The World We Live In
Humans of India: (TW:Rape)

It’s no surprise that our nation’s capital is a horror story - or a series of horror stories that play out, often far from the limelight. Often we turn away. Women duck their heads and scurry off. I see it, I do it. I mean, I use public transport, and despite heaving a huge sigh of relief at the efficacy of the metro, I’m well aware that metro stations are the weakest link. I’ve been stared at, scoped out, and am always on my guard. If I’m not, I know that I’ll be blamed. “She was asking for it” has morphed beyond syndrome into cliche.  But this week brought news of a horrific gangrape of a 23-year-old medical student on a moving Delhi bus, knocking India’s entrenched blame-the-victim mentality off its footing. How to demonize a girl who dared watch a film with a male friend before boarding a private bus in a relatively affluent neighborhood around 9 pm, before most Indians even sit down for dinner? What did she do to invite the next 90 minutes of torture, as six drunk men on board (including the driver, who passed the wheel to a friend so as not to miss his shot) raped her in turn before beating her so badly with an iron rod that medical staff described the site of her naked body, which had been dumped with her friend’s alongside the highway, as horrifying? Could this possibly mean that India’s pervasive rape culture can’t be blamed on women after all?  There’s been a clamor of voices in newspapers, electronic media, blogs, Facebook and Twitter over her unconscionable gang rape and brutal beating. The girl is now battling for her life in Safdarjung Hospital. Her intestines had to be removed because gangrene had set in. If she recovers, she will never be able to eat a proper meal. As I walked home, I passed many a young girl, bag in hand, busily walking towards their destination. Any of them could have been a victim that night. Sometimes it feels like it is a crime…to be born a girl in this city.  It’s hard to be a woman. It always has – In Dehli, in India, everywhere. It always will. But as I watched this young woman protester punch a police officer, shoving her hand indignantly in his face, trying to balance her lone poster, falling on the ground and shaking off the dust from her trousers as she gets up on her feet again, I know we will win. In the end.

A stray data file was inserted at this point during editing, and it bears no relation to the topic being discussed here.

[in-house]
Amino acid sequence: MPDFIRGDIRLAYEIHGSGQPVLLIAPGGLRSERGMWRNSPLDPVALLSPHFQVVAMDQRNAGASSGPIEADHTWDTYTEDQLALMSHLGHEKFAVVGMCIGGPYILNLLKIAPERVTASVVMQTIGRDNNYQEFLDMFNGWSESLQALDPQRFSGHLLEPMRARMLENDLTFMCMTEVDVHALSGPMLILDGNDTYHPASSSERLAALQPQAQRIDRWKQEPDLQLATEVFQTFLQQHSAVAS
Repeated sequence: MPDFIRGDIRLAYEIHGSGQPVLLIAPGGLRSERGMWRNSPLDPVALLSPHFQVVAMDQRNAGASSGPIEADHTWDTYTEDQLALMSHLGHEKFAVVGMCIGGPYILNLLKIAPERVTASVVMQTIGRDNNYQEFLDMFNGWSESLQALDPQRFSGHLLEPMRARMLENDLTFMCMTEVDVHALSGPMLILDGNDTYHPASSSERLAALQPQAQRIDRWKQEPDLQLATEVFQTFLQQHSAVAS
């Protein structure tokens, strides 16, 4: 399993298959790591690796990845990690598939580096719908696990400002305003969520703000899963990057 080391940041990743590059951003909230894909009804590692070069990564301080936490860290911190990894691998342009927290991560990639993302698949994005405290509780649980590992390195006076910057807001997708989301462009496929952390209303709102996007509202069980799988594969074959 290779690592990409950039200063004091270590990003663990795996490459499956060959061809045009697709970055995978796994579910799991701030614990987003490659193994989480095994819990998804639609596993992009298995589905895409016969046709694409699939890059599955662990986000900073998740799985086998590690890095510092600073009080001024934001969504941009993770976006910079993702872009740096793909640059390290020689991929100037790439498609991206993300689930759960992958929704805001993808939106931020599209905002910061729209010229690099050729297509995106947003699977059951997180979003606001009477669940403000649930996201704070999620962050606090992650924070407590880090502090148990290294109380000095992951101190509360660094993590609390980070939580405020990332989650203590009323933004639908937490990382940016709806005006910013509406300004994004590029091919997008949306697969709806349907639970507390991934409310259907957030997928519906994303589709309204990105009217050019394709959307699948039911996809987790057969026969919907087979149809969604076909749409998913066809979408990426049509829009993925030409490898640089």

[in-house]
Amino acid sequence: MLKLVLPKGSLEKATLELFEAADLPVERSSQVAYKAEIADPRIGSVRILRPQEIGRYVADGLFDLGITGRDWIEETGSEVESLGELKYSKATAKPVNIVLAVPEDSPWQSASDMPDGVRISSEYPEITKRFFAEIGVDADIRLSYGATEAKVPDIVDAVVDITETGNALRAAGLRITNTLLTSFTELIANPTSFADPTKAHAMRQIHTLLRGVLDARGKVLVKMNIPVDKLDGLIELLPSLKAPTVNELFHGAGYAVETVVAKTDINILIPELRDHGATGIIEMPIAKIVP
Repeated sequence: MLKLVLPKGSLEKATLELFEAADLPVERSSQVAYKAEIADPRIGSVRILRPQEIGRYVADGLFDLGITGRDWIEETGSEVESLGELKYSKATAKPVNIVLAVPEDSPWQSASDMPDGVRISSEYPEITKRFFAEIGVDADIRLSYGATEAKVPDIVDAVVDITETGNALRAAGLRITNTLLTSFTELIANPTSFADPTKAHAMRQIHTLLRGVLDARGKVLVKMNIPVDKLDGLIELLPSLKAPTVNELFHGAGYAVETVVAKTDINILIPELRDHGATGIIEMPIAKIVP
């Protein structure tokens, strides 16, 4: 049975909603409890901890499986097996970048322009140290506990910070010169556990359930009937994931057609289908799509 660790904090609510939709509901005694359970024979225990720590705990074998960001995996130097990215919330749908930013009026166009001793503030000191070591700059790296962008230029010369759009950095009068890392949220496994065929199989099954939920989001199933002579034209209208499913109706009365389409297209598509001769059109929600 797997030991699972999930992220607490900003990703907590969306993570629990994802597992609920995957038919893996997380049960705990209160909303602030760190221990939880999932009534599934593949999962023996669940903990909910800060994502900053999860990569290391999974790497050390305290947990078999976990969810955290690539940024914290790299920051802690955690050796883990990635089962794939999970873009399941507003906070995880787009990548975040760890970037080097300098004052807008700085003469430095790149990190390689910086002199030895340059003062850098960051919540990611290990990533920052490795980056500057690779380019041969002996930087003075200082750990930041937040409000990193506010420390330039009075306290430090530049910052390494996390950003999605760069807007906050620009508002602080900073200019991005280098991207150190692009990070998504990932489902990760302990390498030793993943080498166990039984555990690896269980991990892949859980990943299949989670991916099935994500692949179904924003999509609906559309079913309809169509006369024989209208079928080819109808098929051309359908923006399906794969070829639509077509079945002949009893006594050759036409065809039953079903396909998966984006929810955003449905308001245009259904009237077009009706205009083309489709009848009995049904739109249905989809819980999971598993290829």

Humans of India: (TW:Rape)

It’s no surprise that our nation’s capital is a horror story - or a series of horror stories that play out, often far from the limelight. Often we turn away. Women duck their heads and scurry off. I see it, I do it. I mean, I use public transport, and despite heaving a huge sigh of relief at the efficacy of the metro, I’m well aware that metro stations are the weakest link. I’ve been stared at, scoped out, and am always on my guard. If I’m not, I know that I’ll be blamed. “She was asking for it” has morphed beyond syndrome into cliche.

But this week brought news of a horrific gangrape of a 23-year-old medical student on a moving Delhi bus, knocking India’s entrenched blame-the-victim mentality off its footing. How to demonize a girl who dared watch a film with a male friend before boarding a private bus in a relatively affluent neighborhood around 9 pm, before most Indians even sit down for dinner? What did she do to invite the next 90 minutes of torture, as six drunk men on board (including the driver, who passed the wheel to a friend so as not to miss his shot) raped her in turn before beating her so badly with an iron rod that medical staff described the site of her naked body, which had been dumped with her friend’s alongside the highway, as horrifying? Could this possibly mean that India’s pervasive rape culture can’t be blamed on women after all?

There’s been a clamor of voices in newspapers, electronic media, blogs, Facebook and Twitter over her unconscionable gang rape and brutal beating. The girl is now battling for her life in Safdarjung Hospital. Her intestines had to be removed because gangrene had set in. If she recovers, she will never be able to eat a proper meal.

As I walked home, I passed many a young girl, bag in hand, busily walking towards their destination. Any of them could have been a victim that night. Sometimes it feels like it is a crime…to be born a girl in this city.

It’s hard to be a woman. It always has – In Dehli, in India, everywhere. It always will. But as I watched this young woman protester punch a police officer, shoving her hand indignantly in his face, trying to balance her lone poster, falling on the ground and shaking off the dust from her trousers as she gets up on her feet again, I know we will win. In the end.